animated film "Mind Game"

A Cult Classic: ‘Mind Game’ Review

Your life is the result of your own decisions. With that in mind, would you live your life fearlessly or cautiously?

Directed by Masaaki Yuasa, Mind Game is a 104-minute cult classic film that gives you an insight to life possibilities that could ensue if you would just, live like you mean it. It was released in 2004 under Studio 4°C. The movie is based on a manga with the same name by Robin Nishi.

Summary

Nishi (Koji Imada) is an aspiring manga artist who has loved Myon (Sayaka Maeda) since junior high school, but nothing came of it due to his fear of rejection. Well, more precisely… it’s because he’s a coward, a wimp, a weakling—you get the gist. One day, they run into each other as adults and Nishi’s harbored feelings for Myon resurface, cute, but unfortunately it’s a bit too late. She tells him that she is soon to be married.

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Myon invites Nishi to her and her sister Yan’s (Seiko Takuma) yakitori (chicken pieces grilled on a skewer) shop for dinner to catch up, where trouble unfolds as they encounter 2 yakuzas (Japanese mafia). Upon this meeting, a disastrous yet seemingly fatalistic event occurs—Nishi gets shot and dies, but no worries, the real adventure now begins.

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Credit: Studio 4°C

After death, he ends up in a different dimension where he meets some sort of a higher being whom Nishi refers to as “God”. This being grants him a second chance in life, only under the condition that he must live life full throttle with no hesitations—an approach he’s unfamiliar with.

So he does just that, and trouble follows, of course.

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Credit: Studio 4°C

Commentary

Animation

If you’re a whore for visuals like I am, then you’re in for a pleasant time. This film is a patchwork of various animation methods and art styles such as rotoscoping, pencil sketch-like animation, watercolors, CGI, live-action, papercraft, etc.—making Mind Game a playground for your optics. This film most likely won’t fulfill your expectations of modern anime. It will either surpass or fail them.

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Initially, what drew my interest was the loud praise for the visuals (like I mentioned, I’m a sucker for beautiful visuals), and needless to say, it certainly exceeded whatever expectations I had. The boundless creativity exhibited is what makes this a special anime in my book.

Mind Game animation is ranged from extreme vagueness to clear-cut precision, and is both wacky and sensible. Overall, hella fun.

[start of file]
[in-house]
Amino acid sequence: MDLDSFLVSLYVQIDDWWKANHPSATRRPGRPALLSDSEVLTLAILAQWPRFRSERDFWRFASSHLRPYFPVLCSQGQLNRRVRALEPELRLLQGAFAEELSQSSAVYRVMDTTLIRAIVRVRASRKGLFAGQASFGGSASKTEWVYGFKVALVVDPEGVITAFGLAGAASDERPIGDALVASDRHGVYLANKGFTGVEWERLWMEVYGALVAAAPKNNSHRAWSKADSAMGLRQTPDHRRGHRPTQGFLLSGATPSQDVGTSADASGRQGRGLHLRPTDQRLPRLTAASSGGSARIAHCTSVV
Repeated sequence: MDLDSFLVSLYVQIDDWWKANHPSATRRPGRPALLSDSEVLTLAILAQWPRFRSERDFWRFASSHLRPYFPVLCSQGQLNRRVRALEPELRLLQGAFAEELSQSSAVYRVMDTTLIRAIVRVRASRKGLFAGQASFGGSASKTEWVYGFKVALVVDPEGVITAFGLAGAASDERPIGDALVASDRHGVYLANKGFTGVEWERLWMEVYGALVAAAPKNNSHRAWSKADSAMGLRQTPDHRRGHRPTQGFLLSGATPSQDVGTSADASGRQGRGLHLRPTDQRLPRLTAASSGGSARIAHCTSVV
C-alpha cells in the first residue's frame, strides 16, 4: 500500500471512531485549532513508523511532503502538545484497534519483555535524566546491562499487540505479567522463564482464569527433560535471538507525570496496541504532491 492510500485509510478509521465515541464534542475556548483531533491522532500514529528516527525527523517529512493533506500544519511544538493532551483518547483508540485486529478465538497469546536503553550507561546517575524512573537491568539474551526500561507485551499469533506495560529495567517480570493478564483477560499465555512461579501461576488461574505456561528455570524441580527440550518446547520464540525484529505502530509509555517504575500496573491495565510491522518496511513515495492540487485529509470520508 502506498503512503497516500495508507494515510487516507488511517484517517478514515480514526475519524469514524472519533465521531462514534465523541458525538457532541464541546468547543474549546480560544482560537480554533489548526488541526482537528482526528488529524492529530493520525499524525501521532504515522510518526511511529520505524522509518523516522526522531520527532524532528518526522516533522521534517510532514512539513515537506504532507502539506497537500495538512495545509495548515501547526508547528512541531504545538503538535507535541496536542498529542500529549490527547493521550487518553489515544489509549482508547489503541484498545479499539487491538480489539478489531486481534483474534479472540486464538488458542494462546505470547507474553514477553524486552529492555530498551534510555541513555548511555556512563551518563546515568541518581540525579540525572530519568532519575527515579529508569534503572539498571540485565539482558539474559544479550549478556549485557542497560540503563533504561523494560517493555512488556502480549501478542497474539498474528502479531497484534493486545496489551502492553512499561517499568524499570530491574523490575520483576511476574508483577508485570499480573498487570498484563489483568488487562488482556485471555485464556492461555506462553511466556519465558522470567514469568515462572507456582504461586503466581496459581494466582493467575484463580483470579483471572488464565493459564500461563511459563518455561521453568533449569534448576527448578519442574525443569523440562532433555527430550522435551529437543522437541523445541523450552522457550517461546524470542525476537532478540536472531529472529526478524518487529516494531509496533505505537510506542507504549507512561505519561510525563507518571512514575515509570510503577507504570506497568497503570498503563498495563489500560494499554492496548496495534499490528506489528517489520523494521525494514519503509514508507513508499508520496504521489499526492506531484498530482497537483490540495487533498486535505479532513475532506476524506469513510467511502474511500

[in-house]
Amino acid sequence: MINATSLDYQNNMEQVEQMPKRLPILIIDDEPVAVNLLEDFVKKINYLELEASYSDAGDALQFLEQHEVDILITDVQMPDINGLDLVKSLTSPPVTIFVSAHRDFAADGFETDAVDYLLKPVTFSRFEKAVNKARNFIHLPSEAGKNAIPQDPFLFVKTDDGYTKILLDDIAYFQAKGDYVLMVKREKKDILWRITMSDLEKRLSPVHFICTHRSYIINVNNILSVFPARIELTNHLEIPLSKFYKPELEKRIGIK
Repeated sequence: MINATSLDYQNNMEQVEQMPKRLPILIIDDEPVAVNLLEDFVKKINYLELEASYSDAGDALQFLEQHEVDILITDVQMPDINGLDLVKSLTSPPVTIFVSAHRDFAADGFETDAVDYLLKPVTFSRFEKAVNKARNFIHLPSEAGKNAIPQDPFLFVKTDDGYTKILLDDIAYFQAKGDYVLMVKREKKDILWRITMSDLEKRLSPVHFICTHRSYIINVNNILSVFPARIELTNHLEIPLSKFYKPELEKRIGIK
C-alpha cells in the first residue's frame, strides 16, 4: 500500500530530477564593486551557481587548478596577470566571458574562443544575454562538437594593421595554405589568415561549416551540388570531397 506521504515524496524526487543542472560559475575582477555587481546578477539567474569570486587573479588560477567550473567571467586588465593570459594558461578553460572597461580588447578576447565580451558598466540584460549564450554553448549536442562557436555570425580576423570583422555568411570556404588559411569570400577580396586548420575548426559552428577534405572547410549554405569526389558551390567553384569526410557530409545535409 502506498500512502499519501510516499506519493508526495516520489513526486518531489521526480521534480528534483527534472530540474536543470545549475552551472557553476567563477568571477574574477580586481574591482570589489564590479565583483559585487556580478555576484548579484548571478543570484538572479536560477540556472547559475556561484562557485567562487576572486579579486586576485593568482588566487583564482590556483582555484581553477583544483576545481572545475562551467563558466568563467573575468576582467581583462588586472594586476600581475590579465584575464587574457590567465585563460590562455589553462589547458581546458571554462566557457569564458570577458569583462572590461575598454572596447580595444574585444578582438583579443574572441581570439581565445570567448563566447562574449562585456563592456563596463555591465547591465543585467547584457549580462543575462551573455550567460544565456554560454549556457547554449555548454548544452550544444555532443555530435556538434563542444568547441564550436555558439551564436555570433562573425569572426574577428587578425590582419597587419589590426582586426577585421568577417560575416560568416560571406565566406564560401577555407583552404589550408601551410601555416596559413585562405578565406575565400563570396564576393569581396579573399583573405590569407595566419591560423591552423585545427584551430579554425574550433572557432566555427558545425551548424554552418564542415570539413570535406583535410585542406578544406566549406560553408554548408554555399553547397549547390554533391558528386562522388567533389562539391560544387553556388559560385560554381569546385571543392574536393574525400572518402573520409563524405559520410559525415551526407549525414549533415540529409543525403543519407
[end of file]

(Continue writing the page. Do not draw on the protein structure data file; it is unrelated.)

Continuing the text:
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Credit: Studio 4°C

There are scenes that make you question Yuasa’s sobriety in the duration of creating this film. “Was he on LSD? Wait..I am sober right? What the hell is going on?” are questions that most likely will cross your mind during those scenes and I advise you now to not focus too much on deciphering things, but rather just sit back, relax, and wallow in the dazzling animation.

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Credit: Studio 4°C

My favorite scene would be the visually eclectic love-making scene. Even though it’s animated, it still manages to portray such accurate human emotions through the explosion of colors and oh my God also the freaking MUSIC. The song chosen definitely helps build on more impact for this scene—the sweet melody and the sultry voice in combination with the alluring animation just puts this down as one of the best scenes I’ve seen. Not only my eyes are pleased, my tiny hair cells are also dancing. I want this scene tattooed on me.

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Theme and Plot

The plot shines light on a typical theme: live life to the fullest. Sounds bland? I agree, however, the unconventional approach taken to deliver this theme is what makes Mind Game the furthest thing from boring.

As for the plot, to be honest, I’m not too crazy for it—not to say that it was bad, it just didn’t wow me. I enjoyed it though.

Conclusion

I know I just said I’m not a big fan of the plot, however, I am the biggest fan of the execution. What makes this anime special isn’t fully in the story aspect, it’s the art. The different styles that were spectacularly put together and worked in ways that didn’t feel excessive is quite impressive. This film is the aftermath of a creativity eruption, and that’s solely the reason I appreciate it.

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Credit: Studio 4°C

This isn’t like your regular anime so it’ll either go down as one of your favorites or you’ll consider it as a waste of time. If substance is more important than style to you then I probably wouldn’t recommend, although there are some violence and sexual content. On the other hand, if you care for style more than substance, or care for them equally, I think you should check this out. The art will fill up voids that substance couldn’t. This one is for the art hoes out there.

If you do decide to give this a chance, let us know at @GeekGalsCo what you think of it.

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Featured image credit: Studio 4°C

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